Stakes high for EU science plans
1 December 2004, BBC News

Europe must make good on plans to set up an independent funding body for science or face an unprecedented brain drain, according to Carl Sundberg of the Euroscience forum. Proposals to boost Europe ’s knowledge-based economy have so far failed to live up to their promise. If the current push for a European Research Council failed, scientists could flock to the US and Asia for work. EU ministers expressed support for the council at a recent meeting in Brussels . “This is a one-off chance for the European system to rehabilitate itself in the eyes of scientists,” Dr. Sundberg, told the BBC News website.

In Europe , research is funded by individual national agencies as well as the EU Framework 6 program (FP6). But FP6 has been criticized widely for being over-bureaucratic, skewed towards big, complex collaborations and subject to political pressures. Perceived shortcomings have led to calls for a European Research Council (ERC) to support basic research across all disciplines. According to Lord Sainsbury, UK science minister, “There have been many successes in previous years under earlier programs, but the system now needs a thorough overhaul. It is too bound up in red tape and does not provide applicants with sufficient support, guidance or feedback”.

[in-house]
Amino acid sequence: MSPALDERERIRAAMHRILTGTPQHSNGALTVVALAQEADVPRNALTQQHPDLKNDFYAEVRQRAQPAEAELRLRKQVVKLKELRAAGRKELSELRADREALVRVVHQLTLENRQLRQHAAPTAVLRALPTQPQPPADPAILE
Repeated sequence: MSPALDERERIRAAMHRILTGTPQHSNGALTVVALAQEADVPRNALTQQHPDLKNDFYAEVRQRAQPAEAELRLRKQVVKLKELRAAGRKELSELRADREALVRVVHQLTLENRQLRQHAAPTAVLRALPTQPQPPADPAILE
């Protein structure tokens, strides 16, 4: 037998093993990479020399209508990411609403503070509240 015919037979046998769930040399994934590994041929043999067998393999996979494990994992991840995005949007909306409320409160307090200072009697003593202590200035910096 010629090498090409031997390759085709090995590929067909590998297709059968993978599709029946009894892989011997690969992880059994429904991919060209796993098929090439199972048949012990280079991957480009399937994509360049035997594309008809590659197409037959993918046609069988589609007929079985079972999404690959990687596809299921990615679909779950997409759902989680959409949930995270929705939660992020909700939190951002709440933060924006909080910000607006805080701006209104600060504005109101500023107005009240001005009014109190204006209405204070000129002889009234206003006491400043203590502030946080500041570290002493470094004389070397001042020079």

The 25 member states of the EU invest roughly 176 billion euros a year in research and development, as compared with more than 398 billion euros spent by the USA . This disparity in research funding is already feeding a brain drain of scientists from Europe to the United States . EU member states tried to address the imbalance in the 2000 “ Lisbon strategy”, which promised an agenda for transforming Europe into “the most competitive and dynamic knowledge-based economy in the world”. A mid term review has been highly critical of progress on delivering the strategy, blaming a “lack of determined political action.